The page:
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Am Fam Physician. 2013;87(10):online

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Clinical Question

How accurate is dipstick urinalysis for the diagnosis of acute urinary tract infection (UTI)?

Evidence-Based Answer

Approximately two-thirds of women who present with classic symptoms of acute UTI have bacterial infection of the bladder.1 Dipstick urinalysis moderately improves the accuracy of clinical symptoms in establishing or excluding acute UTI in women. (Strength of Recommendation [SOR]: A, based on systematic reviews of cross-sectional studies and a validated clinical decision rule.) A positive nitrite test is more useful than a positive leukocyte esterase (LE) test, although both increase the odds of a UTI diagnosis. If nitrite and LE tests are negative, the odds of a UTI decrease by 40 to 60 percent. (SOR: A, based on systematic reviews of cross-sectional studies including men and women.)

Evidence Summary

A meta-analysis evaluating the diagnostic value of individual signs and symptoms in diagnosing UTIs in females older than 14 years showed that findings of nitrite and LE on dipstick urinalysis improved diagnostic accuracy compared with symptoms alone.2 Investigators evaluated 11 cross-sectional studies (n = 2,831) performed in primary care settings from 1971 to 2003. The prevalence of UTI was 28 to 83 percent, based on a reference standard of 105 colony-forming units (CFU) per mL on urine culture. Three symptoms (dysuria, urgency, and nocturia) had a positive likelihood ratio (LR) significantly greater than 1.0 (1.1, 1.2, and 1.3, respectively). Dipstick urinalysis was more accurate than any individual symptom (Table 1).13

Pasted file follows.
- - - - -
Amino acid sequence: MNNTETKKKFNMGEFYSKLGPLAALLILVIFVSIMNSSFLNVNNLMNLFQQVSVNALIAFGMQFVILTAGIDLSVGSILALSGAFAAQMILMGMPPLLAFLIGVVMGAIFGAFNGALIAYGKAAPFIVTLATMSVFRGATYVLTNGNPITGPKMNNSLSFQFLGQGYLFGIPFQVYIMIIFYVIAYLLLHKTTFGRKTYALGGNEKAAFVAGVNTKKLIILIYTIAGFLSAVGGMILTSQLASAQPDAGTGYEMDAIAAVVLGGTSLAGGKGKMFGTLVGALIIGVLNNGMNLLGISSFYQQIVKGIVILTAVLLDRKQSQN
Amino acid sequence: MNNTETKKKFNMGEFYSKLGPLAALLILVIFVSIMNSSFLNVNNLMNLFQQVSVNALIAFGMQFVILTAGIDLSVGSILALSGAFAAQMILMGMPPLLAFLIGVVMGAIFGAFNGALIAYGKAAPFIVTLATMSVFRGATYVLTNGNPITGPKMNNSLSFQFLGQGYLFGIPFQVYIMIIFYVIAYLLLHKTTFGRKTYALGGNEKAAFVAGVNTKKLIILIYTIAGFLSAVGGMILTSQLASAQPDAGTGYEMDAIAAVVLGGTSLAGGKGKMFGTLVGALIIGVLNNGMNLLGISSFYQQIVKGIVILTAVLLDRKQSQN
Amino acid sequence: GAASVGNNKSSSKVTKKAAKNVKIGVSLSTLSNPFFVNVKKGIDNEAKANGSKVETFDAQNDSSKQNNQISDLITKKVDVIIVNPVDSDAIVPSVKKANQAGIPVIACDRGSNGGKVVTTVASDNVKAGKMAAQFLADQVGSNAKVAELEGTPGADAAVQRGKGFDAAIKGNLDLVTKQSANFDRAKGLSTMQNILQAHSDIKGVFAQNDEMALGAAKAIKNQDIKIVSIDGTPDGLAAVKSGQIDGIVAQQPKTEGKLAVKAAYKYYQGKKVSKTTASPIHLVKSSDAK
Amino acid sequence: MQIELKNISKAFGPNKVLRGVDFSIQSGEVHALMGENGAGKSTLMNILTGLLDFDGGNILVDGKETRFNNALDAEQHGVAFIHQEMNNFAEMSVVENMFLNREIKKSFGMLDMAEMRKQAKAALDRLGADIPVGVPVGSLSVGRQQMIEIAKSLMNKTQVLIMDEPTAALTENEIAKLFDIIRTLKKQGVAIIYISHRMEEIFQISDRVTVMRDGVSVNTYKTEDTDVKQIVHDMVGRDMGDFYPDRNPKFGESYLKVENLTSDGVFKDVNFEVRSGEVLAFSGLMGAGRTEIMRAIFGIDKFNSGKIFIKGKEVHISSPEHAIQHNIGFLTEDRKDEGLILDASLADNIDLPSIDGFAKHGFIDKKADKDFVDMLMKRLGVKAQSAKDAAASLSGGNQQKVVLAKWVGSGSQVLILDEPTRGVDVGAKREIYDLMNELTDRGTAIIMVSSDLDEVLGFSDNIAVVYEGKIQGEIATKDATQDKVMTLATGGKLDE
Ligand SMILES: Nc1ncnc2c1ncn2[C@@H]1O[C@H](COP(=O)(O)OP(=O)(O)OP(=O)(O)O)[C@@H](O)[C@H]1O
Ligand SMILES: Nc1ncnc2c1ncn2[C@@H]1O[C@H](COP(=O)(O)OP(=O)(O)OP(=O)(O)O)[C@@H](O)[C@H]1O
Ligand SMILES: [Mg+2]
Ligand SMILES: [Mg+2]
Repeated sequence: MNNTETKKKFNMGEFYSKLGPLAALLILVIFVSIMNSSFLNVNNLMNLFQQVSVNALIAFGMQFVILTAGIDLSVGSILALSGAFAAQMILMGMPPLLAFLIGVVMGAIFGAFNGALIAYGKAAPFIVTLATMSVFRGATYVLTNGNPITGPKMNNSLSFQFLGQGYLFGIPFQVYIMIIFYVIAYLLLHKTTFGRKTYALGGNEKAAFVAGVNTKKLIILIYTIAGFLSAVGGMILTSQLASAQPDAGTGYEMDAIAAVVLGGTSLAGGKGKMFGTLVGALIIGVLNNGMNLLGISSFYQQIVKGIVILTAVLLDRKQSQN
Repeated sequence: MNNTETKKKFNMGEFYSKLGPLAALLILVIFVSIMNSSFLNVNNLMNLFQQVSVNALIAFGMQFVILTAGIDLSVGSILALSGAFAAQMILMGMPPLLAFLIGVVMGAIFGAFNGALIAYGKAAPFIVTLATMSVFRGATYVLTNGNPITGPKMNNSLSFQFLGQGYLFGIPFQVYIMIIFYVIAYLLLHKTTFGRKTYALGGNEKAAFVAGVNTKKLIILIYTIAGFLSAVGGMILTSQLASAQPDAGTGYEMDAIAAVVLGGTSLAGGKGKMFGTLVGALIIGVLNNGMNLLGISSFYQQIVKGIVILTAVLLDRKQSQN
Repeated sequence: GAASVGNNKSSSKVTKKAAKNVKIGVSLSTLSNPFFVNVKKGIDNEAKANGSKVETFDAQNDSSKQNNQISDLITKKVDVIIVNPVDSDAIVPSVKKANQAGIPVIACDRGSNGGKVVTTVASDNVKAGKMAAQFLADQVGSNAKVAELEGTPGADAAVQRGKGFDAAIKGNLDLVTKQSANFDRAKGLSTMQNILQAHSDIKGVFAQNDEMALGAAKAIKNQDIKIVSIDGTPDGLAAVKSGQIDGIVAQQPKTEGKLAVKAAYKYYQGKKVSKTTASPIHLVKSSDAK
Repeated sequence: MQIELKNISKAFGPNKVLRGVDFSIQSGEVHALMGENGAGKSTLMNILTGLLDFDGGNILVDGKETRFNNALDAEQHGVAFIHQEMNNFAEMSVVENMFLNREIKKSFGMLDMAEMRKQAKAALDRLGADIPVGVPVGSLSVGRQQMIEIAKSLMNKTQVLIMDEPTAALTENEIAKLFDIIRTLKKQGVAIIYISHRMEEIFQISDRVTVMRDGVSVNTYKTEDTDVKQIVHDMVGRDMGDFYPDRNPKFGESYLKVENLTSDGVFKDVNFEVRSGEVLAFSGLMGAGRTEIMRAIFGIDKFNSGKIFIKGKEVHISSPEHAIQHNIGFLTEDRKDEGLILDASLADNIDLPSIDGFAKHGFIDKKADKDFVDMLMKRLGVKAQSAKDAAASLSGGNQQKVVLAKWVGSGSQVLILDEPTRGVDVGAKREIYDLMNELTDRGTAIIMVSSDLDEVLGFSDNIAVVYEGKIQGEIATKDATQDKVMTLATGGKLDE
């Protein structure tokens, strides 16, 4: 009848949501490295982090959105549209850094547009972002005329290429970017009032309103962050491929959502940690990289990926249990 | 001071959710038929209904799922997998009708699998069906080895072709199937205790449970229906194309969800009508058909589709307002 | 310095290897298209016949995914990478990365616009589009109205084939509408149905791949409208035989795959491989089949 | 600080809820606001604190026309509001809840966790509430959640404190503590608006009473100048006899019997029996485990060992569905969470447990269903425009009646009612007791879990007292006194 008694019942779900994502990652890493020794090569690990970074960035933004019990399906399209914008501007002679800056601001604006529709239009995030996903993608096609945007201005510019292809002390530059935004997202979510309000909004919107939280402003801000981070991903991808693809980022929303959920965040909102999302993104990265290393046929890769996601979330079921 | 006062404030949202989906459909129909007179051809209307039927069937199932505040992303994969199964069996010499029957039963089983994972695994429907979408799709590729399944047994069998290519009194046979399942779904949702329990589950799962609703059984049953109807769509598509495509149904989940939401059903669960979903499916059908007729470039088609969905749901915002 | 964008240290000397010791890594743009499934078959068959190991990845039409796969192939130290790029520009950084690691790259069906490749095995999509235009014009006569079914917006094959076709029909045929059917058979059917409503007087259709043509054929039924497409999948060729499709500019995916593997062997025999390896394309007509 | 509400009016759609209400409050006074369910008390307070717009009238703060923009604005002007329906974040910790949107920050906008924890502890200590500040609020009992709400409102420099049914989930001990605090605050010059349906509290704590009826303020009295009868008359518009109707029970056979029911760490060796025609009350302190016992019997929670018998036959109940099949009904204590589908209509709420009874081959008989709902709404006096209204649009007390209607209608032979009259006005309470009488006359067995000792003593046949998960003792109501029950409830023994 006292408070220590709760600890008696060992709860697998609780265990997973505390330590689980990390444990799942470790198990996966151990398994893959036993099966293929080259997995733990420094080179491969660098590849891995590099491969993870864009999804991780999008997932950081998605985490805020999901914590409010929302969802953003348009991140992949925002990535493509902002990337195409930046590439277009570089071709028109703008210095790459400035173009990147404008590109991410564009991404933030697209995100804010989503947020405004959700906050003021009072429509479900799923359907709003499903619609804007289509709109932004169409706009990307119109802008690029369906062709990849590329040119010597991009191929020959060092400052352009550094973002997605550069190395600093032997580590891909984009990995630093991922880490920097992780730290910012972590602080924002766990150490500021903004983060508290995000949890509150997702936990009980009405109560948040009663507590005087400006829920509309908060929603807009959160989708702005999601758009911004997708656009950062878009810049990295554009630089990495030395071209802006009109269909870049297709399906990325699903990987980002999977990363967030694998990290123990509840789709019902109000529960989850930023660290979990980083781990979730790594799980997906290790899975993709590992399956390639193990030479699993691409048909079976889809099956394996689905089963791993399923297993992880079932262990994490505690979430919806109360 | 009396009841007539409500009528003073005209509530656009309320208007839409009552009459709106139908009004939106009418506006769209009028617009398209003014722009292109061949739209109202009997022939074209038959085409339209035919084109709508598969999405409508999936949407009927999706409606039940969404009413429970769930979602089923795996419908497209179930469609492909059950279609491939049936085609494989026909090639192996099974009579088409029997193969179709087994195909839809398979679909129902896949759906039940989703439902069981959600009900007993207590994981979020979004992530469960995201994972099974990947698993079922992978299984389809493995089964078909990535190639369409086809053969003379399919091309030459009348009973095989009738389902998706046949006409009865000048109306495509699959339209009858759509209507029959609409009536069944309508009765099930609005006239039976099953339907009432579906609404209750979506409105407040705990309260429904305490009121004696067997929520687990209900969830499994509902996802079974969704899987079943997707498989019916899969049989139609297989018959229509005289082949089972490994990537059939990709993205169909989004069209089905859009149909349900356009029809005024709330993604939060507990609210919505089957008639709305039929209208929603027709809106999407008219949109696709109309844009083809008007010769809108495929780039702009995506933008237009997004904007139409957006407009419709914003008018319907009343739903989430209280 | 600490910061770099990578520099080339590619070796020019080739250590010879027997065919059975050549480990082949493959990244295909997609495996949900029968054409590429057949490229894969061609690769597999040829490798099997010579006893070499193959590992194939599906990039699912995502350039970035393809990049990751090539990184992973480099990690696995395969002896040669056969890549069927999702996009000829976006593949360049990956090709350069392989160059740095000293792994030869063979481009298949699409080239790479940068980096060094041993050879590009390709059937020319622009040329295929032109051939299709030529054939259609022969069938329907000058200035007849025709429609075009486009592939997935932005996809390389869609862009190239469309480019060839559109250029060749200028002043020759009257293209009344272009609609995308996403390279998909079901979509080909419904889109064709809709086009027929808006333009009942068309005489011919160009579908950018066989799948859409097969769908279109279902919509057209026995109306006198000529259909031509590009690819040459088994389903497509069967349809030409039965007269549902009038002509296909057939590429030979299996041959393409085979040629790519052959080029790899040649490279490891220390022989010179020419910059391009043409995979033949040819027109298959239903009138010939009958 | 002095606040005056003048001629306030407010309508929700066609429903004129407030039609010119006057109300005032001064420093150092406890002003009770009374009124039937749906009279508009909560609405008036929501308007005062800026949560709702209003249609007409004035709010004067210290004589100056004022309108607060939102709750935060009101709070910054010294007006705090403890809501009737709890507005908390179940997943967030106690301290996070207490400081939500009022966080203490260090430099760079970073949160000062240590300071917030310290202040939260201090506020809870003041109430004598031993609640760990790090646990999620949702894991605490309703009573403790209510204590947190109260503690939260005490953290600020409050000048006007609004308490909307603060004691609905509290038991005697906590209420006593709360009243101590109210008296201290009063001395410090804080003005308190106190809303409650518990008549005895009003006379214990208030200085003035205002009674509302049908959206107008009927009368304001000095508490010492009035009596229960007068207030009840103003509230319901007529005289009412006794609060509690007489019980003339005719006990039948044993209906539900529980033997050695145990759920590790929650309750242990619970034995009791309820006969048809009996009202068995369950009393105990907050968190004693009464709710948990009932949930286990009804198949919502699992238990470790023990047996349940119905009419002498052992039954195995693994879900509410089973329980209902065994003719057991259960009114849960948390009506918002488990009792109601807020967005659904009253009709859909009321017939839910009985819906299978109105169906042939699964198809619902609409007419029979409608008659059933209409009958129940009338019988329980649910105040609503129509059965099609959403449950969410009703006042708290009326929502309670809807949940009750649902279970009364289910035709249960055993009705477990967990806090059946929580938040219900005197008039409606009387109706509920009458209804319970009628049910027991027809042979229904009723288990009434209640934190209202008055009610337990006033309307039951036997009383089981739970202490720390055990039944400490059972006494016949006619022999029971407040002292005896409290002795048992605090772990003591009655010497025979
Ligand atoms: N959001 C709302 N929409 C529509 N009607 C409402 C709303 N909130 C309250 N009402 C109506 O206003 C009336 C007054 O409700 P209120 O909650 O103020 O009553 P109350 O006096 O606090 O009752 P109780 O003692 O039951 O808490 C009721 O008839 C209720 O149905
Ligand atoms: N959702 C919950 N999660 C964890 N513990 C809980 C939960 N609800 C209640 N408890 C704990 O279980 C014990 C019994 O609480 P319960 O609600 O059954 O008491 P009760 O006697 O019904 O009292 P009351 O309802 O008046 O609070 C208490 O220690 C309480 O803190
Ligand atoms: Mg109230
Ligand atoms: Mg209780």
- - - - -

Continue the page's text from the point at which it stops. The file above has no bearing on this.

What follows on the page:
Study type (total subjects)Dipstick urinalysis componentLR+ (95% CI)LR– (95% CI)Diagnostic odds ratio
Meta-analysis2 (2,831 women)Nitrite alone6.5 (4.2 to 10)0.58 (0.56 to 0.64)11.2
LE alone1.4 (1.2 to 1.6)0.44 (0.35 to 0.56)3.2
Systematic review, meta-analysis3 (12,544 men and women)Nitrite alone29.3 (14.4 to 59.7)0.48 (0.37 to 0.62)61
LE alone4.9 (3.3 to 7.3)0.31 (0.18 to 0.51)15.8
Either nitrite or LE*4.27 (2.8 to 6.5)0.22 (0.14 to 0.35)19.4
Both nitrite and LE9.6 (5.4 to 17)0.54 (0.26 to 1.1)17.8
Dipstick Decision Rule,1 initial study (408 women)2.58 (2.01 to 3.32)0.33 (0.25 to 0.42)7.8
Dipstick Decision Rule,1 validating study (429 women)2.21 (NA)0.38 (NA)5.8

A systematic review and meta-analysis assessing whether a negative result on dipstick urinalysis was sufficiently accurate to exclude a UTI found that it reduced the odds of UTI by about 50 to 80 percent, but there was considerable variation among the included studies.3 The review pooled 23 observational studies performed in inpatient, emergency, and primary care settings (n = 12,544) from 1984 to 2001; the studies included males and females of all ages, pregnant women, and patients with spinal cord injuries or catheters (proportions of each patient category were not given). The researchers compared dipstick urinalysis with culture (reference standard = 105 CFU per mL) and calculated the positive and negative LRs for various combinations of nitrite and LE results.